Picture-perfect families. That's what we see almost daily on our Facebook news feed and in our monthly magazines. Big smiles. What we don't see is behind closed doors. For International Day for the Elimination of Violence Against Women, we open the door.
Somehow, we imagine an abuse survivor to appear visibly weak, timid, victimized. We assume we would know and see from their faces the trauma they are going through or have endured. But this is far from true. In fact, you can be sure that someone you know is or has suffered physical, sexual and/or emotional abuse and that someone may very well be masking this secret behind a bright smile.
This is not surprising when "in Jordan, 57 per cent of female victims of violence refrain from reporting it because they fear the social stigma and the reaction of their families," UN Women Representative to Jordan Giuseppe Belsito told The Jordan Times. Today, the Jordanian National Commission for Women (JNCW) launched a 16 Days of Action Campaign with stakeholders that include ARDD-Legal Aid and USAID Takamol Gender Programme.
And, as local and global statistics indicate, abusers are more likely to be people we know, and could well be people we care about, including close family. What makes it even more difficult for abuse survivors is functioning in a society where an individual's needs, including her safety and wellbeing, are often overlooked or suppressed in order to protect and safeguard family reputation.
In an article published in Family Flavours magazine, "Off Limits", the author debunks myths, including our stereotypes of what an abuser looks and acts like: "My predator was – and remains today – a kind and soft-spoken person, a family man and an exemplary member of the community who’s always the first on the scene to help anyone. How can such a ‘good’ person do ‘bad’ things? This is a question that has driven me most of my life to try to understand – not excuse – what happened to me."
More from Family Flavours' "Off Limits":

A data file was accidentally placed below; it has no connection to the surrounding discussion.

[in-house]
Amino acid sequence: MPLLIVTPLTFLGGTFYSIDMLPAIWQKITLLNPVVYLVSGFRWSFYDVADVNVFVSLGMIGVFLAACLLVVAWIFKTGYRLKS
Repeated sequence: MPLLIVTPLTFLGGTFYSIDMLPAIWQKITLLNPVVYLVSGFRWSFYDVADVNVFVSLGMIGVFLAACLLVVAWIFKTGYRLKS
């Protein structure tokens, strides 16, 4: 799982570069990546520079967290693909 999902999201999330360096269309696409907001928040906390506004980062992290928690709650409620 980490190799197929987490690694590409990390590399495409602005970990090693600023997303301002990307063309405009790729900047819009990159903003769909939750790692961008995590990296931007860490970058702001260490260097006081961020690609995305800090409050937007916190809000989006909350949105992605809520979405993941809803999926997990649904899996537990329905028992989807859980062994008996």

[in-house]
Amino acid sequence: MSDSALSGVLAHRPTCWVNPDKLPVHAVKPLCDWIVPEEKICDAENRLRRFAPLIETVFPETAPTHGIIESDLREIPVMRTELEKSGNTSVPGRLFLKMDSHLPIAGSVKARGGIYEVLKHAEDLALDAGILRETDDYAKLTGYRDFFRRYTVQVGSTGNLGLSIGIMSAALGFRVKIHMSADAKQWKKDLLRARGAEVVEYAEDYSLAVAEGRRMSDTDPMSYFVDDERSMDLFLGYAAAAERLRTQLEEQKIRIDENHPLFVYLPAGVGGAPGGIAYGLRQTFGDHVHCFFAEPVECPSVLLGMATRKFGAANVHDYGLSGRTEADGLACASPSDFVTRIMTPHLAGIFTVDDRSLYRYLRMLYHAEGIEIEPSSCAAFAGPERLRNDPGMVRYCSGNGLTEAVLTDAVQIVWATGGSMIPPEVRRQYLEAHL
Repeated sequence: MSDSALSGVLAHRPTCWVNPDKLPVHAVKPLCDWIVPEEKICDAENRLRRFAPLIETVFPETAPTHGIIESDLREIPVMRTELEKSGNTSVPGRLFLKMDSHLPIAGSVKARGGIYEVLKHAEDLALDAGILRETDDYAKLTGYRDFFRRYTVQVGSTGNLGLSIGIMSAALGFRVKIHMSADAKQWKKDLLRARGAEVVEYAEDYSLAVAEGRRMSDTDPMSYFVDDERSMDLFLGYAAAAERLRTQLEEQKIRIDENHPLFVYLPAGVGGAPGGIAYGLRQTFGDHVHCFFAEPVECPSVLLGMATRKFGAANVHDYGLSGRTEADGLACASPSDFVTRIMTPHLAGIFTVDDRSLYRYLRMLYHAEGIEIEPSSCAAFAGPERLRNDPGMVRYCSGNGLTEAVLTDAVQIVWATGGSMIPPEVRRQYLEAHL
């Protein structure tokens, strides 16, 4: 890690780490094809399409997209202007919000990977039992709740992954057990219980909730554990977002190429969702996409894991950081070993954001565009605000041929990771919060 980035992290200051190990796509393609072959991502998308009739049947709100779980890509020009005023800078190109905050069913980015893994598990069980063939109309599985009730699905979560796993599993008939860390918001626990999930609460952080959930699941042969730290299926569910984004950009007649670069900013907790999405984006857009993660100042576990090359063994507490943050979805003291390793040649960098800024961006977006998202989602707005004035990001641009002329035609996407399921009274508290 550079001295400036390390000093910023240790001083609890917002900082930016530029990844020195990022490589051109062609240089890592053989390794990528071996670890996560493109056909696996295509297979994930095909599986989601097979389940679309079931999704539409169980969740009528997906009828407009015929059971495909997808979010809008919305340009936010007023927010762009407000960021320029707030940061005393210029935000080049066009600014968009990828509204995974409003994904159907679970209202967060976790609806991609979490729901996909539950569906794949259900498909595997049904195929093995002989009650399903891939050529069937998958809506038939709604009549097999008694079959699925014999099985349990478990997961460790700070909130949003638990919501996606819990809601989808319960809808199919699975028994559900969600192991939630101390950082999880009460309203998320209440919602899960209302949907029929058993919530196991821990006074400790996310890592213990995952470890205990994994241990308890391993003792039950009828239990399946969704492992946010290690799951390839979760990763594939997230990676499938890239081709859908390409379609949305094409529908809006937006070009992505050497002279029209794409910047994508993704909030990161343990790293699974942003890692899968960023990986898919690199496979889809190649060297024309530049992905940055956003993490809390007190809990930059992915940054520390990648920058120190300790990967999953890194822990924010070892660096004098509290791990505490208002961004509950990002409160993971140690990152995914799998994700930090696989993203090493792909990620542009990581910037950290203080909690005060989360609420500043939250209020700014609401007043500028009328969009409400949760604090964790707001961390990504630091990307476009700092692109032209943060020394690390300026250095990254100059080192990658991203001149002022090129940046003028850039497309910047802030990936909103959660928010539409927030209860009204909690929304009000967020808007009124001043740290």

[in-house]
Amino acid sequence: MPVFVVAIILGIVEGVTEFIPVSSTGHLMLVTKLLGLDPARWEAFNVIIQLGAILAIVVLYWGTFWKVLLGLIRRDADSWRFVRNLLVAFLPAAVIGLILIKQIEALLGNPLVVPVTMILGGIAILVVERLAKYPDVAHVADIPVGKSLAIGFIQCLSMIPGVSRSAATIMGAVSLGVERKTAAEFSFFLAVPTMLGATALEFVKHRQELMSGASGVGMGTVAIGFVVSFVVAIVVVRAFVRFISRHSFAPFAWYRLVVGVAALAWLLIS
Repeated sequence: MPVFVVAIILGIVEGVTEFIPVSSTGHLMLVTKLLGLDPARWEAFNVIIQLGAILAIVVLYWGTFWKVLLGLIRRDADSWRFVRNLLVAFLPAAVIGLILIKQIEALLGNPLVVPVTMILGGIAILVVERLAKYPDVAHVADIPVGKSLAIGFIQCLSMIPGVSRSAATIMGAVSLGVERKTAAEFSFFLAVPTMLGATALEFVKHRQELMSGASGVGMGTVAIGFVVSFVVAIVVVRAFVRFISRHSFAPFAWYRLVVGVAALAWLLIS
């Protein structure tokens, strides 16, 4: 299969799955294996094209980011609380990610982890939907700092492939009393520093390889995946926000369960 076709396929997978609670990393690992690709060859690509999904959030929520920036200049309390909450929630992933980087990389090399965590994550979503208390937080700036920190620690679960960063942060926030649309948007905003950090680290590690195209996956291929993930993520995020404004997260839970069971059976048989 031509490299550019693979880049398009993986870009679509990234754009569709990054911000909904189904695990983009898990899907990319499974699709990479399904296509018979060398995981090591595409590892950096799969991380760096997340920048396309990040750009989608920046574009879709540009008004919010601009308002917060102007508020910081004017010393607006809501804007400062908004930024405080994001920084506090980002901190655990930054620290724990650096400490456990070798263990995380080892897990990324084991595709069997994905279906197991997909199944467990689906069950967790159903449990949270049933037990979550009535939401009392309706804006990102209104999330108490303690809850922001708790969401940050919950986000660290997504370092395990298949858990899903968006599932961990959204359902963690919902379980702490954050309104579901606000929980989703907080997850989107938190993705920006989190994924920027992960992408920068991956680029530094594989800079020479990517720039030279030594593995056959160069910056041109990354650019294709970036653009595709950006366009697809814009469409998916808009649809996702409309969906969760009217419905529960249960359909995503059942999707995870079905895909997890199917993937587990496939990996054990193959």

Sexual abuse can entail the forcing of unwanted sexual activity by one person on another by use of threats or coercion. It includes oral sex, intercourse, fingering, fondling – anything sexual – that you didn’t agree to and that makes you feel uncomfortable, scared or threatened. “Most sexual abuse doesn’t start with rape, but a form of ‘grooming’ that gets the child comfortable with increasing degrees of sexual intimacy,” says Wendy Merdian, an Amman-based resident expert in sexual abuse, having trained over 150 women in Jordan as well as others in Turkey, Iraq, the United States and across Europe in principles of emotional and spiritual recovery. “This emotional hooking that often precedes the physical act can include exposure to pornography, ‘helping’ pre-teens bathe or shower, ‘checking’ for supposed infections, using sexual terminology that’s inappropriate and offensive, making the child a confidante to ‘help with problems’,” she adds.
The ultimate betrayal
Despite the stereotypical image we have, abusers usually do not look like monsters and it is relatively rare for them to be strangers. The majority of abuse is based on coercion rather than force; giving in doesn’t mean that you agreed to have sex. Often times, abuse is perpetrated by someone we trust and care about within our social sphere – a relative, a family friend, a teacher or trainer. It can affect anyone regardless of age, gender, socio-economic background, religion, physical appearance, sexuality, intellect or ability.
My predator was – and remains today – a kind and soft-spoken person, a family man and an exemplary member of the community who’s always the first on the scene to help anyone. How can such a ‘good’ person do ‘bad’ things? This is a question that has driven me most of my life to try to understand – not excuse – what happened to me.
The emotional toll
The majority of survivors never report the abuse often because they are afraid of other people’s reactions; they may feel deep humiliation and shame at having been victimised or they may fear getting in trouble or being judged. As a child, I wasn’t believed by my parents and the shame and judgement that sprung from ignorance only deepened the long-term emotional wounds of abuse. Throughout it all, I seemed ‘normal’ to everyone because I would automatically numb myself, deaden my emotions and mentally escape my body; I could function without fully experiencing the emotional impact as a self-defence mechanism
Dr Josi Salem-Pickartz calls dissociation, its clinical term. Dr Salem-Pickartz describes the emotional toll abuse has on many survivors: “Be they men or women, common symptoms include anxiety and mistrust, feeling powerless, self-doubts, self-disgust and feelings of guilt. For the survivor, even the protective environment of a clinical setting or self-help group does not lessen the pain of acknowledging that this happened.”
Shutting down is a learned response that continues even today as a protective mechanism for avoiding anxiety and having to confront my emotions. Merdian explains that ‘shutting down’ is a method of protecting oneself from further pain. “Others do this in different ways: becoming aggressive and using anger to keep others away, becoming very outwardly religious to try and ‘earn’ God’s favour, while others develop a carefree attitude where nothing matters,” she says. Each method affects the victim’s ability to achieve intimate emotional relationships.